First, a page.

Wood discovered science fiction fandom while she was studying at Carleton University in the 1960s. Wood met fellow fan Mike Glicksohn of Toronto at Boskone 4 in 1969. Wood and Glicksohn married in 1970 (she subsequently sometimes published as Susan Wood Glicksohn), and they published the fanzine Energumen together until 1973. Energumen won the 1973 Best Fanzine Hugo. Wood and Glicksohn were co-guests of honor at the 1975 World Science Fiction Convention. Wood published a great deal of trenchant criticism of the field, both in fanzines and in more formal venues. She won the 1974 Best Fan Writer Hugo, the 1978 Best Fan Writer Hugo, and the 1981 Best Fan Writer Hugo. In 1976 she was instrumental in organizing the first feminist panel at a science fiction convention, at MidAmericon. The reaction to this helped lead to the founding of A Women's APA and of WisCon.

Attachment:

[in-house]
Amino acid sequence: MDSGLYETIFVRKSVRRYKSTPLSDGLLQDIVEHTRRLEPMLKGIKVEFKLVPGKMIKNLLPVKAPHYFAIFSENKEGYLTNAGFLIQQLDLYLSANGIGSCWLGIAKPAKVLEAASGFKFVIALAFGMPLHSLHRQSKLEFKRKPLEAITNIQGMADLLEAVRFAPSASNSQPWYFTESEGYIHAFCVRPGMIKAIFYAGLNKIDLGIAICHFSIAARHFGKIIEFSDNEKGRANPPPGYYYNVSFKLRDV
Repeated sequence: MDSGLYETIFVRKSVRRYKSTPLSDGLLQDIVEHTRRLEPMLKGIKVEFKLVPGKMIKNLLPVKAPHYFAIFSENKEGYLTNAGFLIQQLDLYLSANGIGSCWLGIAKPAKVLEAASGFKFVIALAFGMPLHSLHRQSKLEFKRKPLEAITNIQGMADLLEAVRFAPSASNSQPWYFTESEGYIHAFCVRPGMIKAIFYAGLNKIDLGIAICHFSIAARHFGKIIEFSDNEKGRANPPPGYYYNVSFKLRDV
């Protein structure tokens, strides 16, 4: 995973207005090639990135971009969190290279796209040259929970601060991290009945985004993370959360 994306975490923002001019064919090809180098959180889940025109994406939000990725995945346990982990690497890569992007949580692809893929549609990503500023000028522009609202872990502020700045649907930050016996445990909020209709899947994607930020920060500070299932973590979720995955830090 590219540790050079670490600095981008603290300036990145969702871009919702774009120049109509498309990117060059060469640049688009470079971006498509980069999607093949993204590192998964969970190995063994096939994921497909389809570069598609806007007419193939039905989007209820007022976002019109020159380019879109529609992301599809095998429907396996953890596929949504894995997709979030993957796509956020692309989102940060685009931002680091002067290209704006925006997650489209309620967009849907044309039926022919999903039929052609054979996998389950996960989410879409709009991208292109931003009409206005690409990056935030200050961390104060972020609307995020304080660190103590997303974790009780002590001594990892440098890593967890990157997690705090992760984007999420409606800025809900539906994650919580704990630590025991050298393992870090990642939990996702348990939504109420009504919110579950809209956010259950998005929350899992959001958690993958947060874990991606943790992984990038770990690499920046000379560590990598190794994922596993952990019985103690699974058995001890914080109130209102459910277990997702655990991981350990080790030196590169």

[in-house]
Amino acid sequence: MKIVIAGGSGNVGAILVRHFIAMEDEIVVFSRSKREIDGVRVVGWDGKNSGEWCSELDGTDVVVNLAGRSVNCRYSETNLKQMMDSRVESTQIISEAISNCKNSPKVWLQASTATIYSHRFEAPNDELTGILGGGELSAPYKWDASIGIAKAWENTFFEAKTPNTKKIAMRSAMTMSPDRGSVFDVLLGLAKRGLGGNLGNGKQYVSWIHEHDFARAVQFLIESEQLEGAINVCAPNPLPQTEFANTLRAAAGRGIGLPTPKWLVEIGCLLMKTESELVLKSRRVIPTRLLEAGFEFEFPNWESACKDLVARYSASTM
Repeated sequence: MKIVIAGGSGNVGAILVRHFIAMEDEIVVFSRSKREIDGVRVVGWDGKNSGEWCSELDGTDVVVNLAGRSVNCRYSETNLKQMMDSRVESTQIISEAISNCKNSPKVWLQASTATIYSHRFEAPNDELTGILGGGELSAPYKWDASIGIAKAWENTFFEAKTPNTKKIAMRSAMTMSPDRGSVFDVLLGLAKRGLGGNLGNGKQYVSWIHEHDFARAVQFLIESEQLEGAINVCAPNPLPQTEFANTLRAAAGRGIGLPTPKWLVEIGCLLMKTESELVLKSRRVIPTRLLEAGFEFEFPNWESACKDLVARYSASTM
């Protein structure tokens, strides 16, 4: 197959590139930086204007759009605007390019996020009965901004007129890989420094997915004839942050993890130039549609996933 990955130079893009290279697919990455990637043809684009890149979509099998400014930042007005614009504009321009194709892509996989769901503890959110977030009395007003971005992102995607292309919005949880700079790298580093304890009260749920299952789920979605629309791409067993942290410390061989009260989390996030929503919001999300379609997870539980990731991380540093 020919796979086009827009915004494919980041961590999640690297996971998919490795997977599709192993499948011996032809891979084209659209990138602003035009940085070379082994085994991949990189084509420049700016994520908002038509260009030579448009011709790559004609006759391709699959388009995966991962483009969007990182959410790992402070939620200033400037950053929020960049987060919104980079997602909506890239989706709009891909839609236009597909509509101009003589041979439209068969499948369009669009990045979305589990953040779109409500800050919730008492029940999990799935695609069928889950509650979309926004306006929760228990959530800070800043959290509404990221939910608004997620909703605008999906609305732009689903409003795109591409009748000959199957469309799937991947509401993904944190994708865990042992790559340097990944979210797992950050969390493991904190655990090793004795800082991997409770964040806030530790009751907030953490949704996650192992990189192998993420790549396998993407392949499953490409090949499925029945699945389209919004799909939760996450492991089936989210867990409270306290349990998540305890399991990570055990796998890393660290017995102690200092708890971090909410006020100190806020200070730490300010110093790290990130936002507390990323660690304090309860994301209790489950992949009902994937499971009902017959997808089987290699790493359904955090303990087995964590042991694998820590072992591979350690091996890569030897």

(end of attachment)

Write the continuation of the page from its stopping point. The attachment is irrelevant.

She joined the English Department at the University of British Columbia in 1975 and taught Canadian literature, science fiction and children's literature. She was the Vancouver editor of the Pacific Northwest Review of Books and also edited the special science fiction/fantasy issue of Room of One's Own. She wrote numerous articles and book reviews that were published in books and academic journals, while continuing to write for fanzines.
While teaching courses in science fiction at UBC, one of her students was William Gibson; his first published story, "Fragments of a Hologram Rose", was originally written as an assignment in the class.
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